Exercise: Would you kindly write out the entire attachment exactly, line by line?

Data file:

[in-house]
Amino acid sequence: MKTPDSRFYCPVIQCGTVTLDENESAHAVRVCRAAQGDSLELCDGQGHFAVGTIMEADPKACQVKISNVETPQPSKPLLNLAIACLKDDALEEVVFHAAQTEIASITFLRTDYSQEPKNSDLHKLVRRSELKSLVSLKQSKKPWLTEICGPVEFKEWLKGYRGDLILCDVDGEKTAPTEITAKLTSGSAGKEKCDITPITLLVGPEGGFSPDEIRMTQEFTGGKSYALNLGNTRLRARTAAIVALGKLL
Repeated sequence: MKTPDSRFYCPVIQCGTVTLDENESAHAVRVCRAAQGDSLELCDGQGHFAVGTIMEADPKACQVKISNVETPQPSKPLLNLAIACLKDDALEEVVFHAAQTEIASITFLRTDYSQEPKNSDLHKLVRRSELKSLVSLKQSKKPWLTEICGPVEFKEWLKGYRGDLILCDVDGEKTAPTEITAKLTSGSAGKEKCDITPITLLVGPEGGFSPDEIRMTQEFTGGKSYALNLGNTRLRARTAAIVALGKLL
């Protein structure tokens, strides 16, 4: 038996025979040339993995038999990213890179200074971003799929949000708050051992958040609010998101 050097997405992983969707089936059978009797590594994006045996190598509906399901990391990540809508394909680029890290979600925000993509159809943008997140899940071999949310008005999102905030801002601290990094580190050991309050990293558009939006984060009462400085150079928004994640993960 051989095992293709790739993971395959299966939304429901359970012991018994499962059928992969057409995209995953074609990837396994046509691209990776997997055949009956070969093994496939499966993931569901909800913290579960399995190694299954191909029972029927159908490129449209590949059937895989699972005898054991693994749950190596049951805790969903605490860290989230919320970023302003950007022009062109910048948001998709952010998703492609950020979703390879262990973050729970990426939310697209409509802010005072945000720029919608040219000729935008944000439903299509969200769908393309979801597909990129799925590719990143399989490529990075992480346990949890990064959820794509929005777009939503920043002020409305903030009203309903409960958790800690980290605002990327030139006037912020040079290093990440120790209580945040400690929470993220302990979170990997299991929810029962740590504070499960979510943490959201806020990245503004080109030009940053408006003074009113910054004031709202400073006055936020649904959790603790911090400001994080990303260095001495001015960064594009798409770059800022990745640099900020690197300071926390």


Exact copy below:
[in-house]
Amino acid sequence: MKTPDSRFYCPVIQCGTVTLDENESAHAVRVCRAAQGDSLELCDGQGHFAVGTIMEADPKACQVKISNVETPQPSKPLLNLAIACLKDDALEEVVFHAAQTEIASITFLRTDYSQEPKNSDLHKLVRRSELKSLVSLKQSKKPWLTEICGPVEFKEWLKGYRGDLILCDVDGEKTAPTEITAKLTSGSAGKEKCDITPITLLVGPEGGFSPDEIRMTQEFTGGKSYALNLGNTRLRARTAAIVALGKLL
Repeated sequence: MKTPDSRFYCPVIQCGTVTLDENESAHAVRVCRAAQGDSLELCDGQGHFAVGTIMEADPKACQVKISNVETPQPSKPLLNLAIACLKDDALEEVVFHAAQTEIASITFLRTDYSQEPKNSDLHKLVRRSELKSLVSLKQSKKPWLTEICGPVEFKEWLKGYRGDLILCDVDGEKTAPTEITAKLTSGSAGKEKCDITPITLLVGPEGGFSPDEIRMTQEFTGGKSYALNLGNTRLRARTAAIVALGKLL
């Protein structure tokens, strides 16, 4: 038996025979040339993995038999990213890179200074971003799929949000708050051992958040609010998101 050097997405992983969707089936059978009797590594994006045996190598509906399901990391990540809508394909680029890290979600925000993509159809943008997140899940071999949310008005999102905030801002601290990094580190050991309050990293558009939006984060009462400085150079928004994640993960 051989095992293709790739993971395959299966939304429901359970012991018994499962059928992969057409995209995953074609990837396994046509691209990776997997055949009956070969093994496939499966993931569901909800913290579960399995190694299954191909029972029927159908490129449209590949059937895989699972005898054991693994749950190596049951805790969903605490860290989230919320970023302003950007022009062109910048948001998709952010998703492609950020979703390879262990973050729970990426939310697209409509802010005072945000720029919608040219000729935008944000439903299509969200769908393309979801597909990129799925590719990143399989490529990075992480346990949890990064959820794509929005777009939503920043002020409305903030009203309903409960958790800690980290605002990327030139006037912020040079290093990440120790209580945040400690929470993220302990979170990997299991929810029962740590504070499960979510943490959201806020990245503004080109030009940053408006003074009113910054004031709202400073006055936020649904959790603790911090400001994080990303260095001495001015960064594009798409770059800022990745640099900020690197300071926390």